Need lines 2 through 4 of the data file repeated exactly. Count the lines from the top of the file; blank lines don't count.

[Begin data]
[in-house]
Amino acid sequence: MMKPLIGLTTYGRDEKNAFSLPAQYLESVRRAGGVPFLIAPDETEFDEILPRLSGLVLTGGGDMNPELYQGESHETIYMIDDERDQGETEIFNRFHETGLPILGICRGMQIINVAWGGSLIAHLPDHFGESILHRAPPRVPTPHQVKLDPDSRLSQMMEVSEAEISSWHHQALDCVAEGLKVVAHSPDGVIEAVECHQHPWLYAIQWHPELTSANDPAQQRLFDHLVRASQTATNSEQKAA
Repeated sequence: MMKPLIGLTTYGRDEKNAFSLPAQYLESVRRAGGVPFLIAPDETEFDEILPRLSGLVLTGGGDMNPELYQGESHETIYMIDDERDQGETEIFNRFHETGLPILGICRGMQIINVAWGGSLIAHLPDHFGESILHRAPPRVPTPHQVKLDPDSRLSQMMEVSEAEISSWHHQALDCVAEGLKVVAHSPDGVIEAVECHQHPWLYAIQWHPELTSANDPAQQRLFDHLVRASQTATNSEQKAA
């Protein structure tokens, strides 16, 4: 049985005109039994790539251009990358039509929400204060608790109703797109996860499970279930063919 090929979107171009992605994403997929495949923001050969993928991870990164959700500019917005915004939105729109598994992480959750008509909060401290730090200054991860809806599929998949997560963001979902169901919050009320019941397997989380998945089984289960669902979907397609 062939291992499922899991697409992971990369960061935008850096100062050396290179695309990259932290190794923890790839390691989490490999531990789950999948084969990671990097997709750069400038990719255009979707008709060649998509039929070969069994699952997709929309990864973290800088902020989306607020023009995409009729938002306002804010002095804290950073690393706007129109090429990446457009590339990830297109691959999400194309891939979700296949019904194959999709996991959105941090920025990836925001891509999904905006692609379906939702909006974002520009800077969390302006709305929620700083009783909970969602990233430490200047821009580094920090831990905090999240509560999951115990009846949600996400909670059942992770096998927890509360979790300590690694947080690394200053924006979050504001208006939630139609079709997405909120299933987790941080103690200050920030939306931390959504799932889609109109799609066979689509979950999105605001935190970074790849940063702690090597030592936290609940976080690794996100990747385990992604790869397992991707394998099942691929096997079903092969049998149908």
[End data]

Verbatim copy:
Amino acid sequence: MMKPLIGLTTYGRDEKNAFSLPAQYLESVRRAGGVPFLIAPDETEFDEILPRLSGLVLTGGGDMNPELYQGESHETIYMIDDERDQGETEIFNRFHETGLPILGICRGMQIINVAWGGSLIAHLPDHFGESILHRAPPRVPTPHQVKLDPDSRLSQMMEVSEAEISSWHHQALDCVAEGLKVVAHSPDGVIEAVECHQHPWLYAIQWHPELTSANDPAQQRLFDHLVRASQTATNSEQKAA
Repeated sequence: MMKPLIGLTTYGRDEKNAFSLPAQYLESVRRAGGVPFLIAPDETEFDEILPRLSGLVLTGGGDMNPELYQGESHETIYMIDDERDQGETEIFNRFHETGLPILGICRGMQIINVAWGGSLIAHLPDHFGESILHRAPPRVPTPHQVKLDPDSRLSQMMEVSEAEISSWHHQALDCVAEGLKVVAHSPDGVIEAVECHQHPWLYAIQWHPELTSANDPAQQRLFDHLVRASQTATNSEQKAA
């Protein structure tokens, strides 16, 4: 049985005109039994790539251009990358039509929400204060608790109703797109996860499970279930063919 090929979107171009992605994403997929495949923001050969993928991870990164959700500019917005915004939105729109598994992480959750008509909060401290730090200054991860809806599929998949997560963001979902169901919050009320019941397997989380998945089984289960669902979907397609 062939291992499922899991697409992971990369960061935008850096100062050396290179695309990259932290190794923890790839390691989490490999531990789950999948084969990671990097997709750069400038990719255009979707008709060649998509039929070969069994699952997709929309990864973290800088902020989306607020023009995409009729938002306002804010002095804290950073690393706007129109090429990446457009590339990830297109691959999400194309891939979700296949019904194959999709996991959105941090920025990836925001891509999904905006692609379906939702909006974002520009800077969390302006709305929620700083009783909970969602990233430490200047821009580094920090831990905090999240509560999951115990009846949600996400909670059942992770096998927890509360979790300590690694947080690394200053924006979050504001208006939630139609079709997405909120299933987790941080103690200050920030939306931390959504799932889609109109799609066979689509979950999105605001935190970074790849940063702690090597030592936290609940976080690794996100990747385990992604790869397992991707394998099942691929096997079903092969049998149908």